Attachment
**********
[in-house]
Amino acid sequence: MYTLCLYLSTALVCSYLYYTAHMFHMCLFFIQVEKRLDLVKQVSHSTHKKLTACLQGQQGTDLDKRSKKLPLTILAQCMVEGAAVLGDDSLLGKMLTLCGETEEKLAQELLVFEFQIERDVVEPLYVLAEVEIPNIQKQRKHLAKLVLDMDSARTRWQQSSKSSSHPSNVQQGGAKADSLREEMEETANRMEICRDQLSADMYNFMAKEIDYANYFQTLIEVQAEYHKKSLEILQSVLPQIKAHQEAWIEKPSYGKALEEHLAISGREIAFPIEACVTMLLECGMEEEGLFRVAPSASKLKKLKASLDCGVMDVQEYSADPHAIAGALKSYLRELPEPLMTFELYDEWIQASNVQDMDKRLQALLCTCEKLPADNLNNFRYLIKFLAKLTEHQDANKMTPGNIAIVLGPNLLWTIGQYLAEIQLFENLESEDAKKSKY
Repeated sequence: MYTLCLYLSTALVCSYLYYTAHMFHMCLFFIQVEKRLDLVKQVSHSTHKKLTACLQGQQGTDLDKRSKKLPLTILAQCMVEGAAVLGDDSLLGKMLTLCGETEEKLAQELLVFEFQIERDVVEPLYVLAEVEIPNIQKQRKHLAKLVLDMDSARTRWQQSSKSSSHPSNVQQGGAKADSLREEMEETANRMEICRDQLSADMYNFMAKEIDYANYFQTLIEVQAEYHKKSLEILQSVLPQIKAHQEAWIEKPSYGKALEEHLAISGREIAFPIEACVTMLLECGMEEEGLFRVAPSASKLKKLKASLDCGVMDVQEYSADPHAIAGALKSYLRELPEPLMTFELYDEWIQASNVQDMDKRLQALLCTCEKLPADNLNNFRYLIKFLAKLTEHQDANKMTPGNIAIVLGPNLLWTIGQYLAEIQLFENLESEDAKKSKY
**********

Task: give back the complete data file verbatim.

[in-house]
Amino acid sequence: MYTLCLYLSTALVCSYLYYTAHMFHMCLFFIQVEKRLDLVKQVSHSTHKKLTACLQGQQGTDLDKRSKKLPLTILAQCMVEGAAVLGDDSLLGKMLTLCGETEEKLAQELLVFEFQIERDVVEPLYVLAEVEIPNIQKQRKHLAKLVLDMDSARTRWQQSSKSSSHPSNVQQGGAKADSLREEMEETANRMEICRDQLSADMYNFMAKEIDYANYFQTLIEVQAEYHKKSLEILQSVLPQIKAHQEAWIEKPSYGKALEEHLAISGREIAFPIEACVTMLLECGMEEEGLFRVAPSASKLKKLKASLDCGVMDVQEYSADPHAIAGALKSYLRELPEPLMTFELYDEWIQASNVQDMDKRLQALLCTCEKLPADNLNNFRYLIKFLAKLTEHQDANKMTPGNIAIVLGPNLLWTIGQYLAEIQLFENLESEDAKKSKY
Repeated sequence: MYTLCLYLSTALVCSYLYYTAHMFHMCLFFIQVEKRLDLVKQVSHSTHKKLTACLQGQQGTDLDKRSKKLPLTILAQCMVEGAAVLGDDSLLGKMLTLCGETEEKLAQELLVFEFQIERDVVEPLYVLAEVEIPNIQKQRKHLAKLVLDMDSARTRWQQSSKSSSHPSNVQQGGAKADSLREEMEETANRMEICRDQLSADMYNFMAKEIDYANYFQTLIEVQAEYHKKSLEILQSVLPQIKAHQEAWIEKPSYGKALEEHLAISGREIAFPIEACVTMLLECGMEEEGLFRVAPSASKLKKLKASLDCGVMDVQEYSADPHAIAGALKSYLRELPEPLMTFELYDEWIQASNVQDMDKRLQALLCTCEKLPADNLNNFRYLIKFLAKLTEHQDANKMTPGNIAIVLGPNLLWTIGQYLAEIQLFENLESEDAKKSKY